Ethical elephant sanctuaries in Thailand, or any other country in the world, are the only kind of elephant attraction that you should visit on your travels. And even then some of the ‘sanctuaries’ are questionable in their practices. With the growth in ethical tourism and an increased awareness of animal cruelty, many people nowadays are looking to sanctuaries for their elephant experiences. But which of these are actually ethical and which are the best ethical elephant sanctuaries in Thailand to visit?
In this article I will explain to you what a ‘sanctuary’ is, before telling you which ones have the best reputations and the best reviews; making them the best ethical elephant sanctuaries in Thailand.
- What is an elephant sanctuary?
- How to tell if an elephant sanctuary is ‘real’
- The best ethical elephant sanctuaries in Thailand
- The best ethical elephant sanctuaries in Thailand: Know before you go
What is an elephant sanctuary?
In an ideal world, no elephants would be living in captivity, however, in the real world this is not possible. There are many sanctuaries around the world which seek to ‘fix’ the problems that humans have created for elephants over the years. There are thousands of elephants all over the world who have spent their lives suffering by working in the logging or tourism industries.
A sanctuary is a place of refuge or safety. The vast majority of elephant sanctuaries in Thailand, and elsewhere, focus on taking care of rescued animals. They provide a safe home and shelter for elephants.
Sanctuaries do not always have the word sanctuary in their title. Three common titles that you will see are:
- Elephant park
- Elephant camp
- Elephant orphanage
However, it is not about the title, it is about the work that they do. Most sanctuaries are not for profit organisations or charities. The money that they make from allowing tourists to visit is spent on taking care of the elephants. In an ideal world (which we have already established we do not live in), there would be no interaction between tourists and elephants at all. But how else would the sanctuaries raise the money to care for these gentle giants? It is a necessary evil, I guess.
For many people, visiting elephants is a highlight of their trip to Thailand. Thailand is famous for its elephants, they are a symbol of this beautiful country. But sadly, history has not been kind to these animals, and it is only in the last decade or so that tourists have become more aware and more conscious of the wildlife tourism that they pursue.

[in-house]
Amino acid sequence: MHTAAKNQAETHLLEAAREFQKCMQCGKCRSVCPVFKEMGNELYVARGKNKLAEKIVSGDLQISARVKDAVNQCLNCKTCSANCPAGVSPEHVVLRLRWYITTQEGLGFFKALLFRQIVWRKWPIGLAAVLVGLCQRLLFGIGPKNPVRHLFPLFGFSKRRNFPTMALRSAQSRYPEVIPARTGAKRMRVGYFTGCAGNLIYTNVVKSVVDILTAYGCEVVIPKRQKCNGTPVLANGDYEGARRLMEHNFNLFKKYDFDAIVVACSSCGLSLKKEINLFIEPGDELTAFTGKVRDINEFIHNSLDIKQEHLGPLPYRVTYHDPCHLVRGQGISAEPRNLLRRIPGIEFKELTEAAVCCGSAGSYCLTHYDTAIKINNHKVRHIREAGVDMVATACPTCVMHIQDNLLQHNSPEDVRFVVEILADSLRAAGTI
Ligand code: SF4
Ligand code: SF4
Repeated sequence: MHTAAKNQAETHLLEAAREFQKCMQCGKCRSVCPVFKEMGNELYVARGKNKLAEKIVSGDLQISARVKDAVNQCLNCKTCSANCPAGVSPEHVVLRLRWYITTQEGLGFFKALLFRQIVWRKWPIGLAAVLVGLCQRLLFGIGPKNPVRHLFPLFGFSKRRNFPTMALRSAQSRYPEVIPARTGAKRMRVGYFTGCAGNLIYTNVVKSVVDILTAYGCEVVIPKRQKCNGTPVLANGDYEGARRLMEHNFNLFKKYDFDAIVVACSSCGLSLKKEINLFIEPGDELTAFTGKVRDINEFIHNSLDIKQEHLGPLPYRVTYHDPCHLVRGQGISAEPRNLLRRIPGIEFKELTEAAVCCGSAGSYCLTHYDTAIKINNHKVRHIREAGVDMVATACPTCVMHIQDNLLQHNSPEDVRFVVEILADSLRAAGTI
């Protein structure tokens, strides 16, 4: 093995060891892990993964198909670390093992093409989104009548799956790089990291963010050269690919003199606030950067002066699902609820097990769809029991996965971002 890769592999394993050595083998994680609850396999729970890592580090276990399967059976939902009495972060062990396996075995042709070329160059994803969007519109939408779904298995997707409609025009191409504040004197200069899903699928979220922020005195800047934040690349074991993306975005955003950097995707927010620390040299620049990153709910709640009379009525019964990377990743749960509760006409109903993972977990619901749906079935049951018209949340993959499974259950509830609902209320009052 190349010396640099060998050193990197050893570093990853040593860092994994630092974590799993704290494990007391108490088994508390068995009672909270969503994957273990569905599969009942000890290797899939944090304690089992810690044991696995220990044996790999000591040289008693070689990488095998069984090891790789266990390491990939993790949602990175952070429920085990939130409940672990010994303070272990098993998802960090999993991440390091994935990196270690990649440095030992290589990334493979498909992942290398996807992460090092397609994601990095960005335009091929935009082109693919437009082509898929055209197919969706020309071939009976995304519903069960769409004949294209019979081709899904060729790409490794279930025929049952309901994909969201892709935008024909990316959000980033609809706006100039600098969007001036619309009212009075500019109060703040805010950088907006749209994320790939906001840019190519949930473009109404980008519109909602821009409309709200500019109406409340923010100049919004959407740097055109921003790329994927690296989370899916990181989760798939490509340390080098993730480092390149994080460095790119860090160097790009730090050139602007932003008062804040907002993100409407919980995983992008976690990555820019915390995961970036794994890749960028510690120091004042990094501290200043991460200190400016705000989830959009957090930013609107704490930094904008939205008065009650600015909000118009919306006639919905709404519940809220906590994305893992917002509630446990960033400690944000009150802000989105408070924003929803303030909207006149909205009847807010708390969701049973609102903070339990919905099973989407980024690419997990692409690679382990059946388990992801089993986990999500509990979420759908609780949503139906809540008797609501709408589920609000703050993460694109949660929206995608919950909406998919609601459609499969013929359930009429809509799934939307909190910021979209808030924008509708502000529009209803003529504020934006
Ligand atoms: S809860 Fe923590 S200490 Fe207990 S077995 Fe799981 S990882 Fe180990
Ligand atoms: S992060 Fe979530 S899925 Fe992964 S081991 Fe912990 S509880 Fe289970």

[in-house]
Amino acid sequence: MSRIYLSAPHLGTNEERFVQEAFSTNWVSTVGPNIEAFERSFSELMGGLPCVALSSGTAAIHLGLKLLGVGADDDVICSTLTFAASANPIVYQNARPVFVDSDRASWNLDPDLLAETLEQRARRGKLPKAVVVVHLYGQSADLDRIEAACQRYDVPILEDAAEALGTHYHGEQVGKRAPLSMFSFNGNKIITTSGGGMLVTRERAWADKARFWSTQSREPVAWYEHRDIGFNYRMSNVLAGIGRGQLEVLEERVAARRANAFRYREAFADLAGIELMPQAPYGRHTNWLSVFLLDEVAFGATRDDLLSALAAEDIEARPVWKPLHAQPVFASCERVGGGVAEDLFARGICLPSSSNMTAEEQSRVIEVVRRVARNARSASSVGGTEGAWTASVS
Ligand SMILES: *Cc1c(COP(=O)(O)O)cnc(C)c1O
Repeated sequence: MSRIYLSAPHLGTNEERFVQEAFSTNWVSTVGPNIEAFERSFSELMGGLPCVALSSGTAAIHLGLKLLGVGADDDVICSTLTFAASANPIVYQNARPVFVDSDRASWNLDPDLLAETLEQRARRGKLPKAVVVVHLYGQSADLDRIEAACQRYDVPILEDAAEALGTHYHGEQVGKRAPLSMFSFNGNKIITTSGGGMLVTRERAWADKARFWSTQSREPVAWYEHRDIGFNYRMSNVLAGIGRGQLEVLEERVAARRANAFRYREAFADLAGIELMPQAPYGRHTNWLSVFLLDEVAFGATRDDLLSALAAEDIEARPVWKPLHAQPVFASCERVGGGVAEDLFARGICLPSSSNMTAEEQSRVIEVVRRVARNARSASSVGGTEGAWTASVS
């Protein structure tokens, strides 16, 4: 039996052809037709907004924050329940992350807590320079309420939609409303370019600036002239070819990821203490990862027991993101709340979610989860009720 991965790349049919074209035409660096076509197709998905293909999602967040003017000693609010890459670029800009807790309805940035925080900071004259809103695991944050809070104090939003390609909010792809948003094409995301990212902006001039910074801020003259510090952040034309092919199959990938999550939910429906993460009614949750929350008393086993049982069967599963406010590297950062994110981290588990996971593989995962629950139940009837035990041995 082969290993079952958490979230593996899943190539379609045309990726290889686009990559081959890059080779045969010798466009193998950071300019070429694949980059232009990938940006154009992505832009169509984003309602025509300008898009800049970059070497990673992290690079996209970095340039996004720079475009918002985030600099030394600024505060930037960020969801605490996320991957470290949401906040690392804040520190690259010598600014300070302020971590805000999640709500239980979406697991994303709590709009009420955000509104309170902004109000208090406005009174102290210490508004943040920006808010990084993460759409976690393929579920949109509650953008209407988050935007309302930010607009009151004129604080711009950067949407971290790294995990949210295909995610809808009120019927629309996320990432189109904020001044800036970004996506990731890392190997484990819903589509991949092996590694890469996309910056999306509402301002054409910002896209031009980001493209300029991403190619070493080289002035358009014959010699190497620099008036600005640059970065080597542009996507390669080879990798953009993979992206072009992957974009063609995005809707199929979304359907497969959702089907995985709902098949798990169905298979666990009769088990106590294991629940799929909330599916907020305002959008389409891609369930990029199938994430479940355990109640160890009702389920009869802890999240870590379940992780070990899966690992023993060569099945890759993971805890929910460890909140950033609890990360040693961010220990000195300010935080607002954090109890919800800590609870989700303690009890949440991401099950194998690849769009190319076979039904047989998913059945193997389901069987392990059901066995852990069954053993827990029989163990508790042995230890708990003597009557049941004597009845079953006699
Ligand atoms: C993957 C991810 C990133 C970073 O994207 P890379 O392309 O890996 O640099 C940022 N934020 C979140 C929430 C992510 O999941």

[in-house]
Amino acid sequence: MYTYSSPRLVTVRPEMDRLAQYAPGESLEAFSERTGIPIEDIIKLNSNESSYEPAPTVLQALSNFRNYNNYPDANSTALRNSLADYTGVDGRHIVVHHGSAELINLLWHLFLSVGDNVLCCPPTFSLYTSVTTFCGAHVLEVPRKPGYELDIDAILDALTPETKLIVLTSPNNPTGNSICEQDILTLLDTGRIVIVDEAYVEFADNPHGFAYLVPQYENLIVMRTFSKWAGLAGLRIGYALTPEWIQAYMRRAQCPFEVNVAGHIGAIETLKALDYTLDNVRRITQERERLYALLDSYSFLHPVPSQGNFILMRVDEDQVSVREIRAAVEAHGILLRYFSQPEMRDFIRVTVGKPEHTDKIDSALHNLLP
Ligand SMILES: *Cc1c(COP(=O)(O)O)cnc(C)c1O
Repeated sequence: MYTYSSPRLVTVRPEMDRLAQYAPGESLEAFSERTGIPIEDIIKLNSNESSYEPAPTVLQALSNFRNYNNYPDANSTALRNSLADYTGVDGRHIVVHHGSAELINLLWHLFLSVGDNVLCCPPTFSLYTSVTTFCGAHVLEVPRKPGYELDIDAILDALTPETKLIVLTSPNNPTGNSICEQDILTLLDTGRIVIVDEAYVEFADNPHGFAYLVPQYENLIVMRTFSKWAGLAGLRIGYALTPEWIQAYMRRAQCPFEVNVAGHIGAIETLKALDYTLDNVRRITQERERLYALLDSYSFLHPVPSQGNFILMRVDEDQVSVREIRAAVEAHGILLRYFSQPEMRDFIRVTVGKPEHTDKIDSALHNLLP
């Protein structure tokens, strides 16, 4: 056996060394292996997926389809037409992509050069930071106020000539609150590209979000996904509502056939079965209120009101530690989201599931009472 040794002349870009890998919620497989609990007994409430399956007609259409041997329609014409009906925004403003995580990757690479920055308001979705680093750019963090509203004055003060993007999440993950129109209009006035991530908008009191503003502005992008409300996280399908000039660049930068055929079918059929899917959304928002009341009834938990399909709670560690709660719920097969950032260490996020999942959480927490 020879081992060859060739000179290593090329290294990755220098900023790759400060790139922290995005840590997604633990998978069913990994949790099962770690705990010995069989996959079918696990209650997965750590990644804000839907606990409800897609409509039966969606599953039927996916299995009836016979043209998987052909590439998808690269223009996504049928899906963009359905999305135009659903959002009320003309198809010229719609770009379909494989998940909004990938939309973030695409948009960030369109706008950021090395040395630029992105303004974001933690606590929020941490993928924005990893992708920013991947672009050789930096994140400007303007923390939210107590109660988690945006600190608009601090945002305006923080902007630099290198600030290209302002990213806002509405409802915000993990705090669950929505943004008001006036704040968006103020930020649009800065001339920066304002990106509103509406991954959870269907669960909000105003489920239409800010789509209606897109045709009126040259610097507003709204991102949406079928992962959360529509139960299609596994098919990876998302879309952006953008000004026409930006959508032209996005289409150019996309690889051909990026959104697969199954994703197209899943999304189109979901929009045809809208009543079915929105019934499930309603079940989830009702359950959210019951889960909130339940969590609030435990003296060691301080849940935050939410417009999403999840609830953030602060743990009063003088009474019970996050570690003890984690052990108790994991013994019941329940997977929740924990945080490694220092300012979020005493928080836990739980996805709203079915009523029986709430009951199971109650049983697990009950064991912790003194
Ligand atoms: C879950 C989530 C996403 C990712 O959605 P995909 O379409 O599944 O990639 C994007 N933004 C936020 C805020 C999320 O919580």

This has resulted in the growth in the number of establishments claiming to be ethical elephant sanctuaries in Thailand. Fortunately, there has been a significant reduction in the maltreatment of elephants in Thailand, although there is still work to be done.
You cannot ride an elephant at an ethical elephant sanctuary in Thailand. However, you are often allowed to feed the elephants and bathe them. You will also usually learn about the elephant’s background and how the elephants are cared for. Visiting an ethical elephant sanctuary in Thailand can be a great educational tourism experience.
How to tell if an elephant sanctuary is ‘real’
Unfortunately, there are some organisations that claim to be ethical elephant sanctuaries in Thailand, when in fact they are not. The owners of these organisations do not have the animal’s best interests at heart and are instead profit-driven. The people who own these organisations are simply looking for their next sale.
When you are considering visiting elephants, or any other animals for that matter, I strongly recommend that you do a bit of research first. Take a look on Trip Advisor to read reviews from other tourists and Google the name of the company. If it is a known organisation then something will usually come up in your research if they should be avoided.